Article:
The electrons that cause motion in artificial muscles normally come from an external source, such as a battery. But batteries suffer from several obvious drawbacks: they are usually heavy, and need to be charged regularly. The scientists behind the study decided instead to use the technology behind bioelectrodes, which can convert chemical energy into electrical energy with the aid of enzymes. They have used naturally occurring enzymes, integrating them into the polymer.
“These enzymes convert glucose and oxygen, in the same way as in the body, to produce the electrons required to power motion in an artificial muscle made from an electroactive polymer. No source of voltage is required: it’s enough simply to immerse the actuator into a solution of glucose in water”, says Edwin Jager, senior lecturer in Sensor and Actuator Systems, in the Department of Physics, Chemistry and Biology at Linköping University. Together with Anthony Turner, professor emeritus, he has led the study.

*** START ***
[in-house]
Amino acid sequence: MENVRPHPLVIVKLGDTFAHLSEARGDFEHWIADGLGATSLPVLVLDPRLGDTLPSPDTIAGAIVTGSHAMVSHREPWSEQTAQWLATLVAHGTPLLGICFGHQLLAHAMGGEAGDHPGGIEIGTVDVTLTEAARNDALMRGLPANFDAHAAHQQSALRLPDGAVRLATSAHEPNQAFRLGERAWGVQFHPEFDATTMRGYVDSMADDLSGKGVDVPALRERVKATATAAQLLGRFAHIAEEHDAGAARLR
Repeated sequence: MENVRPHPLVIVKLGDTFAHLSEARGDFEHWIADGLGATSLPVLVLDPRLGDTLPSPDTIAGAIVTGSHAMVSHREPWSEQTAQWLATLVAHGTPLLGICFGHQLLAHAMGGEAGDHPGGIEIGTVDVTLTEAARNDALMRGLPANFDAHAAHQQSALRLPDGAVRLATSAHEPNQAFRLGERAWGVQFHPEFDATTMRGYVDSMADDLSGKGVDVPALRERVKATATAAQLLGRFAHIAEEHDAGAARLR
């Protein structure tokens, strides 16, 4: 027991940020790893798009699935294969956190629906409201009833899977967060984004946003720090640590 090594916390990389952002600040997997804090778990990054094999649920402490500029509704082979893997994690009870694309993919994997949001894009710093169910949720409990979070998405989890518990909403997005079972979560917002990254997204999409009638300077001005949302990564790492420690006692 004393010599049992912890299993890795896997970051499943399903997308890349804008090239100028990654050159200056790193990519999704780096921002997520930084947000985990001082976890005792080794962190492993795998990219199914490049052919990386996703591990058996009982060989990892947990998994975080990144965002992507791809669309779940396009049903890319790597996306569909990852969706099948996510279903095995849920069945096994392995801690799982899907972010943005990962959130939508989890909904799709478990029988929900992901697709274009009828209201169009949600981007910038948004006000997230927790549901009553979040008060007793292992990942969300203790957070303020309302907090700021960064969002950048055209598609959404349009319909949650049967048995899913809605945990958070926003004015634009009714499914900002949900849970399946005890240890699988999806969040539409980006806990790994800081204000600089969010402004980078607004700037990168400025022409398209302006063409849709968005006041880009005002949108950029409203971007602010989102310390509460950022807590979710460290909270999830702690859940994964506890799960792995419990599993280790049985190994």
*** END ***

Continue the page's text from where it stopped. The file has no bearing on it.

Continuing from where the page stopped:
Just as in biological muscles, the glucose is directly converted to motion in the artificial muscles.
“When we had fully integrated enzymes on both sides of the actuator and it actually moved – well, it was just amazing”, says Jose Martinez, a member of the research group.
The next step for the researchers will be to control the biochemical reactions in the enzymes, such that the motion can be reversible for many cycles. They have already demonstrated that the motion is reversible, but they had to use a small trick to do so. Now they want to create a system that is even closer to a biological muscle. The researchers also want to test the concept using other actuators as the “textile muscle”, and apply it in microrobotics.